Twenty patients with epithelian ovarian cancer treated with DDP (cis-diammine-dichloroplatinum II) 50 mg/m2 were followed for 24 weeks in order to assess the nephrotoxicity of the drug. Ten patients received the total dose in one day with heavy osmotic hydration (Group A), and for the other 10 the dose was subdivided over 3 consecutive days (Group B). The renal tubular toxicity of DDP treatment was evaluated over a total of 120 courses. After the first DDP administration, there was a prompt, reversable and dose-dependent increase in the urinary excretion of β2 microglobulin with no difference between the two groups: Group A from 405 to 990 and Group B from 109 to 585 ng/mg creatinine. An increase always occurred during subsequent courses, but it was significantly lower in Group B after the sixth course, from 125 to 331 ng/mg creatinine. A similar pattern was found for the urinary excretion of N-acetyl-glucosaminidase (NAG), a lysosomal enzyme of tubular origin. The percentage fraction of urinary sodium excretion (FeNa%) increased after each dose of DDP; Group A from 0.82 to 2.30 and Group B from 0.68 to 2.53. This effect was reversible and it occurred to the same extent during the subsequent courses. There was no impairment of the glomerular filtration rate. Thus, enzymuria and β2 microglobulin excretion are a sensitive tool to reveal minor tubular damage. Their use to predict serious renal dysfunction in longitudinal studies, however, seems questionable.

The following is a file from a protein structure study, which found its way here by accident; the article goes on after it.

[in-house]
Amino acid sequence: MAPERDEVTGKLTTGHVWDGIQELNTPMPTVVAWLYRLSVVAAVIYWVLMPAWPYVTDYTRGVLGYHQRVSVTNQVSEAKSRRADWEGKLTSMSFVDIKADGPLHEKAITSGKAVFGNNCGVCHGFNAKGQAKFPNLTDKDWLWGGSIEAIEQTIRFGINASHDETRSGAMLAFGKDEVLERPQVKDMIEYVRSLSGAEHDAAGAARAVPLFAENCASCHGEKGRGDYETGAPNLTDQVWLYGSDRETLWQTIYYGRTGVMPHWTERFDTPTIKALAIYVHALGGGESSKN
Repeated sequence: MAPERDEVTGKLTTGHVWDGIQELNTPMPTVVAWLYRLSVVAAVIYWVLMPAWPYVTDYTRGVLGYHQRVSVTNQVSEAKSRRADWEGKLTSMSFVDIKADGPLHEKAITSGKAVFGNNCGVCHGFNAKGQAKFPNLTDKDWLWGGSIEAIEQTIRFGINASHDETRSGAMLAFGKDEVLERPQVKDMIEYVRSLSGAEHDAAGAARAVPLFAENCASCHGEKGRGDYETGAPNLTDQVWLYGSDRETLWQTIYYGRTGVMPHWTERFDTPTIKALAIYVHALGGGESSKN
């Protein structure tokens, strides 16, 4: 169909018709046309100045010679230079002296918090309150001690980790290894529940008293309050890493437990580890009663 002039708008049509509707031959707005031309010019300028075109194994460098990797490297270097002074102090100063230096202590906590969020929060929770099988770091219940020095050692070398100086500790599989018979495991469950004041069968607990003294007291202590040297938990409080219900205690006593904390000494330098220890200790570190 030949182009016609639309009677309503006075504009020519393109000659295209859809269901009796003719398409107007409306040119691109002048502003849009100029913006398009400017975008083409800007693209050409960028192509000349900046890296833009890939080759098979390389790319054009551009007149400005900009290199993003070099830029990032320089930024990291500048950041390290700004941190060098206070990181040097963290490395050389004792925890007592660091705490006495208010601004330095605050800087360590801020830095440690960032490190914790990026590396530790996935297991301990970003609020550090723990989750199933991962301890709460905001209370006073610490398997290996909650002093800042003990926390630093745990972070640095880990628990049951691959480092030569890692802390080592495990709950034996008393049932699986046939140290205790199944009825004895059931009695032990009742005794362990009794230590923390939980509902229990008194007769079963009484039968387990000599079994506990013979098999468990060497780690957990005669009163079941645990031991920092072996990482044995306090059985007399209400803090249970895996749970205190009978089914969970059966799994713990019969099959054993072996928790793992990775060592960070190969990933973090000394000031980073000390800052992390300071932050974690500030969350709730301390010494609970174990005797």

- longitudinal study
- plasma and urinary beta microglobulin
- urinary sodium excretion
ASJC Scopus subject areas
- Pharmacology, Toxicology and Pharmaceutics(all)
- Pharmacology (medical)